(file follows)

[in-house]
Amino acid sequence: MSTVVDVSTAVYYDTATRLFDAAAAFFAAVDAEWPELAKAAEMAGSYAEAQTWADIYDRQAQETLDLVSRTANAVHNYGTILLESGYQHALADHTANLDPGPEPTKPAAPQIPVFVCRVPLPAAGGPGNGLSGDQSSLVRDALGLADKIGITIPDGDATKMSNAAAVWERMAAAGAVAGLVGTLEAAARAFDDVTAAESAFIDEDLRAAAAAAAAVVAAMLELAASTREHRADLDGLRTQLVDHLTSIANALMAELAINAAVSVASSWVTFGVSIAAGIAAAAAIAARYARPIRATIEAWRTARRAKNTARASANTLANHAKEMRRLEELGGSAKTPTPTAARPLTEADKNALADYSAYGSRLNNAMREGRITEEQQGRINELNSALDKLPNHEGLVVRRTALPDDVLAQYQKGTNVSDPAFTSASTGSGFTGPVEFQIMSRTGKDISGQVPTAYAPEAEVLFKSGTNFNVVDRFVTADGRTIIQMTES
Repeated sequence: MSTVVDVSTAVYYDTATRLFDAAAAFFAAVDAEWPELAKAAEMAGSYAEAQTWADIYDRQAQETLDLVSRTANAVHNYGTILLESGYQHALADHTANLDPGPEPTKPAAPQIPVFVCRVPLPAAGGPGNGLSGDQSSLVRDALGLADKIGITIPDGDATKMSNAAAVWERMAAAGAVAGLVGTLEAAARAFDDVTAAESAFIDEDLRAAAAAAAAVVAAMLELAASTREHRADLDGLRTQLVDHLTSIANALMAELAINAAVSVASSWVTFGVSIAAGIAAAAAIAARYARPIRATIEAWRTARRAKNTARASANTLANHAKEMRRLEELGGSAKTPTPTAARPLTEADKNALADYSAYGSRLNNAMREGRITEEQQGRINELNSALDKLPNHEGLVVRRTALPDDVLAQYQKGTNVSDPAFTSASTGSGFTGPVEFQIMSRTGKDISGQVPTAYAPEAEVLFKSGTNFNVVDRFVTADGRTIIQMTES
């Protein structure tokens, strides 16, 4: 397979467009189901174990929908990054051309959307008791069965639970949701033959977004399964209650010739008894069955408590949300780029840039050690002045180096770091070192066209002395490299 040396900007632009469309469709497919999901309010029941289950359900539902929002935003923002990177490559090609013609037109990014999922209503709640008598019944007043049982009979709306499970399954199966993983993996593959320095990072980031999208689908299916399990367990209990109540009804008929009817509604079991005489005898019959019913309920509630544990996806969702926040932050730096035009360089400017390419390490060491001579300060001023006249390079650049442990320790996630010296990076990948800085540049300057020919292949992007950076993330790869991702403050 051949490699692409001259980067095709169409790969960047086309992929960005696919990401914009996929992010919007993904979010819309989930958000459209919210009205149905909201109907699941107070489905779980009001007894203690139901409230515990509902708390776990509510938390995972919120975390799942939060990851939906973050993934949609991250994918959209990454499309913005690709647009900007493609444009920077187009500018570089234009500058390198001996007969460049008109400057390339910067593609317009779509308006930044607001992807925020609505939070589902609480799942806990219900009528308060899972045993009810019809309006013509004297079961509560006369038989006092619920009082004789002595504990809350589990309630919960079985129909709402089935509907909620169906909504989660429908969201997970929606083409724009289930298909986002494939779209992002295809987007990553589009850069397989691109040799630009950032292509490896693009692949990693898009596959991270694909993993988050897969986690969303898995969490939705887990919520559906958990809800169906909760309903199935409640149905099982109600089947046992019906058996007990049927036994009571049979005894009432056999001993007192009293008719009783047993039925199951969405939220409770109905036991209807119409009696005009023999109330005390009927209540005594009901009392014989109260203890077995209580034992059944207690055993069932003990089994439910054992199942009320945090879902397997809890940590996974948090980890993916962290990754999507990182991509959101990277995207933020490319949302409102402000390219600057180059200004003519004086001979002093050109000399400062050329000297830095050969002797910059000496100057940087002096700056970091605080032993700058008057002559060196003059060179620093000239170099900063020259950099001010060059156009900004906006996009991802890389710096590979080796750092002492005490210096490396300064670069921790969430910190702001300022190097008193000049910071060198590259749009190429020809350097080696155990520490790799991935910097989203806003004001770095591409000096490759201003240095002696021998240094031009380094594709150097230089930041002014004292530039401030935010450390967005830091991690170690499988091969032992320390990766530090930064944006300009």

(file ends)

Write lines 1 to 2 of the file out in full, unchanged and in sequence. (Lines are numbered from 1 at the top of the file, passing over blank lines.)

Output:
[in-house]
Amino acid sequence: MSTVVDVSTAVYYDTATRLFDAAAAFFAAVDAEWPELAKAAEMAGSYAEAQTWADIYDRQAQETLDLVSRTANAVHNYGTILLESGYQHALADHTANLDPGPEPTKPAAPQIPVFVCRVPLPAAGGPGNGLSGDQSSLVRDALGLADKIGITIPDGDATKMSNAAAVWERMAAAGAVAGLVGTLEAAARAFDDVTAAESAFIDEDLRAAAAAAAAVVAAMLELAASTREHRADLDGLRTQLVDHLTSIANALMAELAINAAVSVASSWVTFGVSIAAGIAAAAAIAARYARPIRATIEAWRTARRAKNTARASANTLANHAKEMRRLEELGGSAKTPTPTAARPLTEADKNALADYSAYGSRLNNAMREGRITEEQQGRINELNSALDKLPNHEGLVVRRTALPDDVLAQYQKGTNVSDPAFTSASTGSGFTGPVEFQIMSRTGKDISGQVPTAYAPEAEVLFKSGTNFNVVDRFVTADGRTIIQMTES